The state contends that consideration of the two invalid special circumstances was harmless because when the “title special circumstance is removed from the evidence” the substance of that evidence remains intact. Even assuming that the state is correct that on the facts of this case, the jury could still have considered the “substance of the evidence” that led it to find true the invalid special circumstances, we have grave doubt as to whether it would have imposed death absent the special-circumstance label. This was a close case, for the reasons we have already discussed, including the uncertainty as to who struck the fatal blow and which assailant wanted to leave before Allen was killed. We also note that the first jury hung on guilt. In such a situation, unlike in Morales and Allen where we could easily ascertain what led the jury to impose death, in this case the jury’s improper weighing of special circumstances may well have mattered.


In sum, the jury was told to weigh two special circumstances that were improperly deemed special circumstances. In a weighing state, if the trier of fact is erroneously directed to weigh certain aggravating factors due to an invalid jury instruction, and that misdirection substantially affects the jury’s sentencing determination, then the defendant has not received a properly individualized sentence and the error is not harmless. In these circumstances, we are required to grant habeas relief. Here, the jury was erroneously instructed on two special circumstances that it may have applied in an invalid manner, and we have grave doubt about whether that error had substantial and injurious effect or influence in determining the jury’s verdict. Accordingly, applying the standards of Brecht, 507 U.S. at 638, 113 S.Ct. 1710, and O’Neal, 513 U.S. at 440, 115 S.Ct. 992, we hold the error to be not harmless.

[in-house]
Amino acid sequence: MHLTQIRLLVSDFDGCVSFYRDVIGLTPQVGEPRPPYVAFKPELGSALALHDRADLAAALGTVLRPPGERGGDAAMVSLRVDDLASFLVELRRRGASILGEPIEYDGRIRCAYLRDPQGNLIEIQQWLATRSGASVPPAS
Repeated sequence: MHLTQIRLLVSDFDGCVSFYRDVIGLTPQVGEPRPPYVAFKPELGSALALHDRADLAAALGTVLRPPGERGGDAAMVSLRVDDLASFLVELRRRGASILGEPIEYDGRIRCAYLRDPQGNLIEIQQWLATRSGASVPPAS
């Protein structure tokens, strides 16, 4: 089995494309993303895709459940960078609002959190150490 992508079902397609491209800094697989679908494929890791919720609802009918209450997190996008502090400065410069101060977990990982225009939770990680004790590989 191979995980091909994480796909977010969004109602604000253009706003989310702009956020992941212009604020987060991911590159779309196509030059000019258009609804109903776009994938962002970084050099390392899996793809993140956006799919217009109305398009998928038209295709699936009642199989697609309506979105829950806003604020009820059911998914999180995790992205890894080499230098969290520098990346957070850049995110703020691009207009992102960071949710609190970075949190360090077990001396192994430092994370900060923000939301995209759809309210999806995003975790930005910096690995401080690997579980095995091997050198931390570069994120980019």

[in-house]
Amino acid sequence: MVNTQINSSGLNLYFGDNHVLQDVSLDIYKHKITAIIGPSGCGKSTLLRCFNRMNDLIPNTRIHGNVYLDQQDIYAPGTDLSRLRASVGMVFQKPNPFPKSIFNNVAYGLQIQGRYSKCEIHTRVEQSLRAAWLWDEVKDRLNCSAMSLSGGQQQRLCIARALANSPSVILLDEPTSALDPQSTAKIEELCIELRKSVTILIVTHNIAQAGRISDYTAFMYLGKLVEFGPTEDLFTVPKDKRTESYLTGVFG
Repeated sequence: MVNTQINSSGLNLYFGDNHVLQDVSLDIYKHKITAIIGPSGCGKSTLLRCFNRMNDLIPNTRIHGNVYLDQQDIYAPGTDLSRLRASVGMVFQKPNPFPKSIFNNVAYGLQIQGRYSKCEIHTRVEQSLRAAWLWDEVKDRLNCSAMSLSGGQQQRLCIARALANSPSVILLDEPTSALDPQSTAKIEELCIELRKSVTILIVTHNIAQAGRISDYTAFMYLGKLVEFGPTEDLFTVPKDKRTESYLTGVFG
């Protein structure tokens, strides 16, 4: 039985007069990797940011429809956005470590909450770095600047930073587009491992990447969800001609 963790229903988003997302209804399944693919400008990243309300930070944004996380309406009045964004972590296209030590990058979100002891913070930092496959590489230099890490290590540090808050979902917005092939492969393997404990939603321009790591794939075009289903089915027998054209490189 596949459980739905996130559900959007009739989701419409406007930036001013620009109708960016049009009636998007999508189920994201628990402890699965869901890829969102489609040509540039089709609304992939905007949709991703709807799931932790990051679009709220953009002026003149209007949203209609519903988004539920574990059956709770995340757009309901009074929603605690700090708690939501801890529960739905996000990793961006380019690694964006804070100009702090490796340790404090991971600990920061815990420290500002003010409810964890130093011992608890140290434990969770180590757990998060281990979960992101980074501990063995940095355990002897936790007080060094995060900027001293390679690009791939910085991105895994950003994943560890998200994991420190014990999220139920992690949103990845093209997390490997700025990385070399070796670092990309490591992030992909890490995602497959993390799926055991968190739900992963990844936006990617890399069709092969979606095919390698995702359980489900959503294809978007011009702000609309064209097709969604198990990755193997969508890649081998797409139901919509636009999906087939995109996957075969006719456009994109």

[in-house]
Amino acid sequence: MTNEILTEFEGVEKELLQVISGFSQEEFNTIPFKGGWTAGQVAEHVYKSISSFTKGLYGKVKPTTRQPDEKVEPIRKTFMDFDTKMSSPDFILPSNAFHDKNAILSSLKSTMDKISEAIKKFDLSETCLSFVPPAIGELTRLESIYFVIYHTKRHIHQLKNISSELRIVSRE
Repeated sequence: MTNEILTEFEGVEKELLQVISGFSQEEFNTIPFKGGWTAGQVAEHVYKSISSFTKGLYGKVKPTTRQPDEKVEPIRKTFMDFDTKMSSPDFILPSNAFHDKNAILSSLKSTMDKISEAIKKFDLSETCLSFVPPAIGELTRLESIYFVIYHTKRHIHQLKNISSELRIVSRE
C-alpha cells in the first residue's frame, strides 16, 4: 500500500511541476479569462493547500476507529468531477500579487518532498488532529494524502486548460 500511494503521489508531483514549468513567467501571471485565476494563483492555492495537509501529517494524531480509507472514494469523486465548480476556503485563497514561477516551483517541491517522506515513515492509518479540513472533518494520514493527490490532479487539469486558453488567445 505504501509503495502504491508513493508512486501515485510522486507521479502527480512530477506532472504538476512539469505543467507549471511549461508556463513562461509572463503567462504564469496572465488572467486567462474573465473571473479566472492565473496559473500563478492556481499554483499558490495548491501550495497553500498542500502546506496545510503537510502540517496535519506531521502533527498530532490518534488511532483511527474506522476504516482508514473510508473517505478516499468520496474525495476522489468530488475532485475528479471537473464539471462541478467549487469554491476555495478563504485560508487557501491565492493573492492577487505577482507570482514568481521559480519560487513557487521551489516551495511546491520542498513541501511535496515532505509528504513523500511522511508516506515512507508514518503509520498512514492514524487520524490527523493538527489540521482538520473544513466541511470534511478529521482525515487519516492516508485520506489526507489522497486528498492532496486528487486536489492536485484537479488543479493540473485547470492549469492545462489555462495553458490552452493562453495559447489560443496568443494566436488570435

D. Remedy


When there has been a failure of adequate appellate review of an erroneous sentencing instruction in the penalty phase of a capital case, the proper remedy is to grant the writ unless there is either a new penalty trial or the death sentence is vacated and a lesser sentence imposed. Valerio, 306 F.3d at 763 (imposing this remedy in a capital case where the Nevada Supreme Court failed to conduct adequate appellate review). We therefore reverse the district court and remand with instructions that it shall grant the petition for the writ of habeas corpus as to the penalty phase, unless the state within a reasonable period of time either grants a new penalty trial or vacates the death sentence and imposes a lesser sentence consistent with law.